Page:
Science graduates trump engineers as data analytics gains currency

the rise of analytics and big data, demand for science especially from
streams such as Physics, Chemistry, Mathematics, Statistics and
economics graduates is booming.

Be it IT services
companies or Big Four consultancies providing such services, plain
vanilla science graduates and economics students are being preferred
over engineers for their number crunching abilities for analytics roles.

According to IT staffing
firm Teamlease, fresher level salaries for economics or statistics
graduates range from Rs 4-7 lakh per year, compared with Rs 3.5 lakh for
engineering graduates for analytics jobs. At the middle level, pay
cheques range from Rs 12-15 lakh per year.

"We are seeing more
BSc graduates being preferred for data analytics roles because they have
those required skills. Hiring is more off-campus than on campus," said
Sangeeta Gupta, senior vice-president at industry body Nasscom.

internal survey by Nasscom last year revealed that, excluding BPOs,
about 5-6% of the industry headcount was from non-engineering fields.
"And that percentage is growing," said Gupta.

Among the top IT firms, Tata Consultancy Services and Wipro
run programmes exclusively to hire and train BSc and MSc graduates. The
rising demand for data professionals can be gauged by the fact that
over 1,00,000 new positions for data analysts and researchers are
expected to be created by next year, according to Alka Dhingra,
assistant general manager at Teamlease.

The demand for such
graduates is driven by the pace at which big data and analytics is
booming. Research firm IDC recently forecast that the global big data
technology and services market will grow at a 26.4% compound annual
growth rate to $41.5 billion through 2018, or about six times the growth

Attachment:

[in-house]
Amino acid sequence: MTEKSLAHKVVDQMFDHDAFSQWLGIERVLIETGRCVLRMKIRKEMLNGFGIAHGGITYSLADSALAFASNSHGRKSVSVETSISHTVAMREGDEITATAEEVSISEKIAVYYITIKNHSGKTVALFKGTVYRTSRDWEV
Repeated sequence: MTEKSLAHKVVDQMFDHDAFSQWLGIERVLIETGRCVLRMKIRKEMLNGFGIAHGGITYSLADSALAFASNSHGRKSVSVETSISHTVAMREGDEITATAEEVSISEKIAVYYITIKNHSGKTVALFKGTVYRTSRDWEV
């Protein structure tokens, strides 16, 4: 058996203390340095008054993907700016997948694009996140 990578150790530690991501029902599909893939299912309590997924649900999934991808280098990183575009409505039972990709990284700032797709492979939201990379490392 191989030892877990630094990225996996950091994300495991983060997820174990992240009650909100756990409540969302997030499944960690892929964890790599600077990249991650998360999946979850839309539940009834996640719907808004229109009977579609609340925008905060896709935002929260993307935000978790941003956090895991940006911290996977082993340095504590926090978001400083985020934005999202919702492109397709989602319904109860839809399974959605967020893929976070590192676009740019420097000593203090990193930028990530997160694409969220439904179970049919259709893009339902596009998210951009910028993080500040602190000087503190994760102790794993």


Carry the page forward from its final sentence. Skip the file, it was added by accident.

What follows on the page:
rate of the overall information technology market.

While BSc
candidates are preferred for more entry-level jobs, the middle and
higher level hires working in the field are increasingly coming from
statistics and economics backgrounds.

The industry is looking at "somebody who understands data and
technology," said Sudipta Ghosh, PwC's India data and analytics partner.
In the past, consultancies like PwC would hire engineers, MBAs or
chartered accountants for such roles, but now they are increasingly
looking to hire people from sciences backgrounds with strong data
interpretation skills.

People working as analysts also say demand has risen. "I am constantly
being headhunted (in the UK, and) also internationally. I've heard that
it's quite the same in India," said Veronica (name changed), a Bsc
Statistics at St Xaviers College, Mumbai who then studied at the London
School of Economics and now works as an insight manager at a global
analytics company and is based in London.

education was more flexible in India, I'd have studied biology and
maths to use stats in medical/health analytics," she explained.What's even more interesting is that companies are also looking at BSc
graduates for roles such as infrastructure management, squeezing out the
engineering freshers who typically held these roles. At this level, the
BSc hires are cheaper, and get paid in the Rs 1.8-2 lakh range.

"The industry is moving to more skill-based hiring, rather than just engineers for everything," said Nasscom's
Gupta. Another reason why science graduates are preferred is because
they possess the "right mindset for learning on the job skills, they
don't drop out as often, are not finicky about what location they get,"
said an industry source.